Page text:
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Altitude in the 400 (lonnnng post for geeks only)

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  • Altitude in the 400 (lonnnng post for geeks only)

    Inappropriately (mea culpa) the Mike Larrabee thread slipped off-course and got into altitude-aid value. About a year ago on the Darkwing list I noted that I had always throught that the empirical evidence showed that a site as high as Mexico City (2300m/7546ft) was worth about an extra second in the 400.

    That data is, of course, a bit colored by the fact that if you look at any Olympic races you're going to find people running faster than normal.

    At any rate, after 30 years of thinking about it but never actually doing it (time flies when you're having fun)I took the 10 guys in the World Rankings for that year and noted their altitude best (for some it was Echo Summit's 1897m/6224 for the OT, not M City), and their non-altitude best for the year and came up with the differentials:

    1. Evans 43.8-45.0 (1.2)
    2. James 43.9-44.9 (1.0)
    3. Freeman 44.4-45.4 (1.0)
    4. Matthews 44.4-45.0 (0.6)
    5. Gakou 45.0-46.7 (not enough sea-level data to trust)
    6. Jellinghaus 44.9-46.0 (1.1)
    7. Collett 44.9-45.4 (0.5)
    8. Bezabeh (only altitude data was available)
    9. Badenski 45.4-46.2 (0.8)
    10. Taylor (hurt in OT quarters, so doesn't have "real" altitude mark)

    Average improvement of the 7 guys who had numbers one could work with: 0.89.

    ***

    Now let's look at the 400H:

    1. Hemery 48.1-49.6 (1.5)
    2. Hennige 49.0-50.0 (1.0)
    3. Vanderstock 48.8-49.6 (0.8)
    4. Sherwood 49.0-50.5 (1.5)
    5. Whitney 49.0-49.5 (0.5)
    6. Skomorokhov 49.1-50.1 (1.0)
    7. Frinolli 49.2-49.7 (0.5)
    8. Schubert 49.1-50.3 (1.2)
    9. Knoke 49.6-50.0 (0.4)
    10. Gittins 49.1-50.5 (1.4)

    Average improvement: 0.98

    So, the OT/OG sites were clearly worth about a second, but how much of that was caused by the meet I don't know. Maybe in the next 30 years I'll find the time to do similar calculations for other Olympic years and find out how much "adrenaline" is responsible for of that second.

    Dr. Jonas Mureika, noted researcher, would probably say about half of it, becuase here's his response to my babblings:

    "Luckily, I'm working on 400m altitude assistance at this very moment! Based on my models, I find the altitude assistance of the two venues (2250m) to be almost exactly 0.5s. That's purely altitude assistance, mind you, no wind considerations. Wind can play havock with 400m performances, since unless you have absolutely still conditions or a cross-wind (which helps you on the last turn), or arguably favorable swirling winds, you're done for.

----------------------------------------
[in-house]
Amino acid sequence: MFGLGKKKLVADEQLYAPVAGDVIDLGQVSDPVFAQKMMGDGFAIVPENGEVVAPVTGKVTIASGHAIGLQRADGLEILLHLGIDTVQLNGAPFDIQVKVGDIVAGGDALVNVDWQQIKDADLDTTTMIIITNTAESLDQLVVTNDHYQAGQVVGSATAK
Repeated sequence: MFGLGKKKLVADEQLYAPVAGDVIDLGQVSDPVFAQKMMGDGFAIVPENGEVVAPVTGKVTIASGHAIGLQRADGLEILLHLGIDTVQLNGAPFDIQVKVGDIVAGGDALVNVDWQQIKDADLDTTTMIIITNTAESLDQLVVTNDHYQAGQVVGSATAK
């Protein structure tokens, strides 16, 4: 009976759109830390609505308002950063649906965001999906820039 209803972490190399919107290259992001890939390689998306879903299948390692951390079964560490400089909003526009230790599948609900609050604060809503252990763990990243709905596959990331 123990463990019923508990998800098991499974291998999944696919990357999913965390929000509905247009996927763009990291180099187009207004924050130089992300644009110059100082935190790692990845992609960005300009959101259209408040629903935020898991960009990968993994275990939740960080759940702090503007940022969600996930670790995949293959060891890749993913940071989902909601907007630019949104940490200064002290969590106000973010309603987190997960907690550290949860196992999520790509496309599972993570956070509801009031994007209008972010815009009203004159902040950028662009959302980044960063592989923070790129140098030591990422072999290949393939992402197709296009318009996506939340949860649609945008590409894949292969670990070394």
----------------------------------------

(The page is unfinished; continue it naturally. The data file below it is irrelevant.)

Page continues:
The real problem with correcting 400m races is that there is absolutely *no* wind data avaialble to work from, so it's mostly guesswork when comparing to actual races, or has to be based on similar statistical analyses to this which don't account for that factor. The fact that you found a few in the 0.5s range is encouraging (glass is half-full!)

    I'm still working on the data, but I anticipate throwing together something for publication in a little while. If anyone is interested, I'd be happy to elaborate further.

    Dr. Jonas R. Mureika W. M. Keck Science Center The Claremont Colleges Claremont, California 91711-5916
    Web: http://desert.jsd.claremont.edu/~newt/ Email: [email protected]"

  • #2
    Re: Altitude in the 400 (lonnnng post for geeks only)

    How about the differences in performance for the times of the relay teams (hard to do, we know, as they don't run together too often before the Olys). Maybe info for the Euro teams is available. And the difference in the 800 times would be interesting. It would have been something to see how a healthy Ryun could have done in the 800, even at altitude. Anything over 2 minutes was probably too long for the sea level runners, but it's possible he may have run sub 1:44 at altitude anyhow, as the Aussie ran his lifetime best - a corrected time of 1:44.4 in a great race with a Kenyan, of course.

    Comment


    • #3
      Re: Altitude in the 400 (lonnnng post for geeks only)

      old vaulter wrote (in part):

      >To factor out the (probably considerable) effect
      >of these meets being the OT and OG, as well as
      >later in the season, how about doing the same
      >comparisons for 1964, 1972, and other Olympic
      >years where the trials and games were held at
      >low-altitude venues? I would think one would
      >still find a significant difference between
      >low-altitude pre-trials marks and marks set in